Two weeks ago, Erin O’Toole unveiled his top staffers. Last week, O’Toole named his senior caucus team. And yesterday, the new Tory leader released his shadow cabinet—42 MPs who will face off against Liberal ministers when the House of Commons comes back on Sept. 23. The new team is a bit of an overhaul. O’Toole dropped 23 MPs from Andrew Scheer‘s last shadow cabinet. He gave himself domain over Mona Fortier‘s middle-class prosperity portfolio. The new leader has a new line for a new era: “It’s time to take another look at the Conservative Party.” It’s certainly a softer approach than Take Back Canada.
Cosmic math: 42.98 per cent of MPs earned a gig on either the senior team or shadow cabinet—almost precisely Peter MacKay‘s final-ballot vote share.
Rent relief relief: It took until a week after the first of the month, when struggling commercial tenants owed their landlords their monthly due, for Finance Minister Chrystia Freeland and Small Biz Minister Mary Ng to extend federal-provincial rent relief another month. Advocates say the program hasn’t seen nearly the take-up required, in part because qualifying took way too much paperwork. But the feds say 106,000 businesses representing a combined 994,000 employees—they’re holding out for the one-million mark—benefited from $1.32 billion in forgivable loans (a little over half what was budgeted).
Foreign Minister François-Philippe Champagne has abandoned diplomatic language in the aftermath of Russia’s “hideous poisoning” of opposition leader Alexei Navalny. Champagne and G7 allies condemned the attack on Navalny “in the strongest possible terms” and called the poisoning, which German toxicologists confirmed was carried out using a chemical nerve-agent developed by Russia, “another grave blow against democracy” in that country.
A former budget and policy director for Bill Morneau says Canada needs a new “fiscal anchor” to guide its budget-making and prevent dreaded market uncertainty. Robert Asselin, a key advisor for the first two years of the Liberal government, is now a senior vice-president of the Business Council of Canada. He wrote in a LinkedIn post that emergency pandemic spending obliterated a declining debt-to-GDP ratio—which the Liberals had embraced as a path to fiscal responsibility—and the feds desperately need a new fiscal north star. Asselin suggests spending as a percentage of GDP may be more “realistic and useful.”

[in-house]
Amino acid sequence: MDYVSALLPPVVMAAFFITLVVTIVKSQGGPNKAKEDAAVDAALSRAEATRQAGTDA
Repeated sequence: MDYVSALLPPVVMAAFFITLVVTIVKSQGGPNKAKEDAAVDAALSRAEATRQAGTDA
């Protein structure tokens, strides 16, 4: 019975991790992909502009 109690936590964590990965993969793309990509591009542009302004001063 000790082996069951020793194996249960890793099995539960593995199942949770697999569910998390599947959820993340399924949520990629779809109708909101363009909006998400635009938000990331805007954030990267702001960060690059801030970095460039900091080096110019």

The GOP after Trump: Michael Fraiman, writing in Maclean’s, takes stock of what’s happened—and what might happen next—to a Republican Party now defined by the current president’s agenda. Whoever succeeds Trump in 2024 “must pick up the pieces of his chaotic mandate and forge them into policy, setting a course for the party in the 21st century.” Writes Fraiman: “The battle for the soul of the GOP has just begun.”
Free-market capitalism created 20th-century America. Today, combative Republican factions are yanking at their party in a national game of tug-of-war to decide the direction of a post-Trump GOP. After decades of stagnation, his explosive presidency has created an opportunity for different types of Republicans to engage with the electorate and make their voices heard.
Ian Shugart, the influential clerk of the Privy Council who oversees the federal bureaucracy, has a new deputy this morning. After a shuffle among the deputy minister set, Christyne Tremblay is also the DM for intergovernmental affairs. For the last four years, Tremblay served as DM at Natural Resources Canada, where she was shepherding Canada’s transition to renewables (and was heavily lobbied by the energy sector). Jean-François Tremblay will move to NRCan from Indigenous Services and Christiane Fox will move from intergovernmental affairs to Indigenous Services.
A new high: After federal Tories signed up a record-high number of members this year—nearly 270,000 during the leadership campaign—the Green Party has set its own record, also on the eve of a leadership vote, with 35,000 members—about 13 per cent of the Tory total.
When Sylvie Parent, the mayor of Longueuil, Que., tested positive for COVID-19, the result was a cascading series of voluntary isolation announcements that led to the Montreal mayor’s office. Valerie Plante met with Chantal Rouleau, the provincial minister for the Montreal area, who’d met with Parent alongside a gaggle of Quebec cabmins. They’re all in isolation. Plante will await the results of Rouleau’s test.
Doug Ford for PM? Hey, you never know.